And oh…  Merry Christmas, Happy Hanukkah, and many others.  May you all glow in the warmth of any celebration of light in the middle of Winter’s darkness.


Sean Nash

Biology teacher in the great state of Kansas. Back at it in the classroom after a 30-year career in Missouri. Former District Curriculum Administrator, Instructional Technology Coordinator, and Instructional Coach. Biology instructor since 1993. Find more about my passions and my work at


  1. OK, Mr. Nash, here’s the clue….

    “Erin & I read and read and read. That’s pretty much what happens in the family room. Whether we are reading to ourselves, or to the babe, we read tons… ”

    Read that again.

    I can claim a tad of authority–board certified pediatrician, blah blah blah, but you already know what matters.

    She’s lovely, but get her away from that monitor. Her brain’s as plastic now as it will ever be, and the monitor’s limited to visual (and, OK, aural) stimuli.

    I don’t doubt she’s a genius. If she doesn’t come up with the Unified Theory of the Universe before 2032, I’m going to blame you and your puter.


    • @Michael Doyle, – You know, my wife’s brain is gosh-dern’d plastic at times as well. heh.

      I hear you. I also respect not only your credentials as a pediatrician, but as a naturalist, and pretty much all around swell guy from what I know. In somewhat of a defense, however, I would have to let you know we don’t slap the crayons out of her hands, the dirt from out of her fingernails, nor the earthworms out of her kissing lips. This is my little naturalist first and foremost.

      If she ends up unifying physics for us all, she’ll have to have a ton of mom’s head for math… and then some. But you are right, there is no way to perform that kind of mental gymnastics without a strong sense of the abstract world in all its sensual values. I really just hope she turns out to be a loving and happy person.

      Then again, since you mention a computer screen as being limited to “visual and aural stimuli”… I wonder- what then does a book have to offer? Does the fact that this is pretty much the same profile as a book mean a book is the same brain-stealer as a computer screen?

      This kiddo of mine would spend an hour each day on that screen playing with letters… if we let her. Mom is a perfect screen nazi (especially for the boob tube). Beyond that- I don’t think there are really magical “fireworks” to be afraid of here. The computer is just one media in a world of many. Perhaps if we used the screen to babysit -as opposed to allowing it as an occasional learning tool that does some things far better and more rapidly than a book- then I would worry more.

      So if we could turn this thread into the perfect “how much exposure to learning games on a computer is too much and too early” …am I correct in assuming you’d come down firmly on the “any amount is too much” side?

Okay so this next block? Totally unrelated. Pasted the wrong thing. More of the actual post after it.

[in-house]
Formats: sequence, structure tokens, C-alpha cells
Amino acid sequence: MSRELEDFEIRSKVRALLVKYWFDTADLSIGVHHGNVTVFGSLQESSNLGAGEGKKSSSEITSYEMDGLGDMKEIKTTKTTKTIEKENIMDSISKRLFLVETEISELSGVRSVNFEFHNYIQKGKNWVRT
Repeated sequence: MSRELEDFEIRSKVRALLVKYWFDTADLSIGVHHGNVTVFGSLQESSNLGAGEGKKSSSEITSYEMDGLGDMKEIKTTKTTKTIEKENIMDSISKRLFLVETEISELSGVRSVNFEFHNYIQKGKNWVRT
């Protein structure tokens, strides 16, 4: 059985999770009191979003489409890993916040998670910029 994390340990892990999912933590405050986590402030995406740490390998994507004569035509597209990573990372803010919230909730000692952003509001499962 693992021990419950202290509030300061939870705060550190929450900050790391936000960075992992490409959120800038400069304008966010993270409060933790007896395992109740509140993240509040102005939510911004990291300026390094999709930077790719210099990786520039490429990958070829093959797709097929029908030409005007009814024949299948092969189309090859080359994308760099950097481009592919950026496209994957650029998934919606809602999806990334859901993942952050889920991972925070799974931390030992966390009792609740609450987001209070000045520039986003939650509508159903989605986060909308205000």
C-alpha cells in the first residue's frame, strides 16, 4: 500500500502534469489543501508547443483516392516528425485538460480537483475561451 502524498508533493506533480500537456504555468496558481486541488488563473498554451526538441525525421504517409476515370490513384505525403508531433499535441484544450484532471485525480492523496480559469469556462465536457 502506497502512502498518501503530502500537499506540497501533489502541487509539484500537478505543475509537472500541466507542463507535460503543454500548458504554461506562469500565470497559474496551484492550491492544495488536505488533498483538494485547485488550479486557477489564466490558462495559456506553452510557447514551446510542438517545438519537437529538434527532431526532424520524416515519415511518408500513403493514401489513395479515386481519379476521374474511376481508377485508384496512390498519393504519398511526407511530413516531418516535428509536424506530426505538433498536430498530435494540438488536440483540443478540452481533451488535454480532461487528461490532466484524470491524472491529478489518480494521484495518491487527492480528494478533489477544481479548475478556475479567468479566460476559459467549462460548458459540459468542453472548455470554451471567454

As far as Sesame Street killing education goes though… I’ll just have to assume you are kidding. I watched SS. It didn’t kill me, nor my education and more than my teachers requiring me to copy down terms and definitions from a glossary did. I’ll take SS over that any day.

      If I had to nominate something to have “killed education,” it would likely be lack of parental supervision and involvement. Many unfortunate kids come home to empty homes after school because both parents are busting their humps to chase after a similar economic standing to their own parents. Debating that would likely bring in more politics and economics than this little blog has yet seen.

      I hope I didn’t come across as some sort of scary-competitive parent in that post. I asked two before posting. Something you said made me think that was a possibility. I was really just going for “hey- I have a cute kid that likes to read” -holiday kind of post.

      I appreciate your hairs standing straight up on this one. It really is a crucial cause in a world that might not understand moderation very well. If I were raising her with a different mix of activities than I am, I would consider this to be a call to action like no other. I think far too many parents would fall into that category from what I see. So thanks.

      ps- I won’t refer to you as “too cranky” until I hear something like “you kids get off my lawn.” Now that would be cranky, Mr. Doyle.

      And hey- you forgot: “Merry Christmas!”


      • @nashworld,

        Wowzers, I don’t even have to type “@nashworld”!


        Sorry about being curmudgeonly there. She’s a love, the post was wonderful, and I should have left it alone.

        A few things, though we could write a book going back and forth on the issues raised here.

        Your analogy of the monitor to a book is a good one, and part of me thinks that too much bookiness is also a problem–too many words can be detrimental to anyone’s health. So can too many pints of Guinness–I’m not about to give up either. Still, computers and books do have some slight differences.